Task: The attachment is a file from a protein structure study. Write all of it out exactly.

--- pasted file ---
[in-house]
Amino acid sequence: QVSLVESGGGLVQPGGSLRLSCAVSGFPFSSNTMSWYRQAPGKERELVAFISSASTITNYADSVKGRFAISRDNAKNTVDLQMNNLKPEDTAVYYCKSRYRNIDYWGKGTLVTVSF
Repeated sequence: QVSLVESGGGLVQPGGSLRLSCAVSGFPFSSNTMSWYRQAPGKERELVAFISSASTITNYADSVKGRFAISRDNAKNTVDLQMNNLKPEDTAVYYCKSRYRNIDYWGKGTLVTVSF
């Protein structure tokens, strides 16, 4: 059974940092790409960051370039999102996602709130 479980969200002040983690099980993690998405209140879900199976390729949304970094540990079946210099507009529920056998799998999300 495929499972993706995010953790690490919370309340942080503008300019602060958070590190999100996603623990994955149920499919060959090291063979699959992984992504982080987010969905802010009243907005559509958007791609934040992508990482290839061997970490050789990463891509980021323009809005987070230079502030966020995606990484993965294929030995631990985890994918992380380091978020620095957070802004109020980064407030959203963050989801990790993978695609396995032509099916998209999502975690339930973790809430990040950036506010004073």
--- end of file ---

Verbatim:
[in-house]
Amino acid sequence: QVSLVESGGGLVQPGGSLRLSCAVSGFPFSSNTMSWYRQAPGKERELVAFISSASTITNYADSVKGRFAISRDNAKNTVDLQMNNLKPEDTAVYYCKSRYRNIDYWGKGTLVTVSF
Repeated sequence: QVSLVESGGGLVQPGGSLRLSCAVSGFPFSSNTMSWYRQAPGKERELVAFISSASTITNYADSVKGRFAISRDNAKNTVDLQMNNLKPEDTAVYYCKSRYRNIDYWGKGTLVTVSF
């Protein structure tokens, strides 16, 4: 059974940092790409960051370039999102996602709130 479980969200002040983690099980993690998405209140879900199976390729949304970094540990079946210099507009529920056998799998999300 495929499972993706995010953790690490919370309340942080503008300019602060958070590190999100996603623990994955149920499919060959090291063979699959992984992504982080987010969905802010009243907005559509958007791609934040992508990482290839061997970490050789990463891509980021323009809005987070230079502030966020995606990484993965294929030995631990985890994918992380380091978020620095957070802004109020980064407030959203963050989801990790993978695609396995032509099916998209999502975690339930973790809430990040950036506010004073």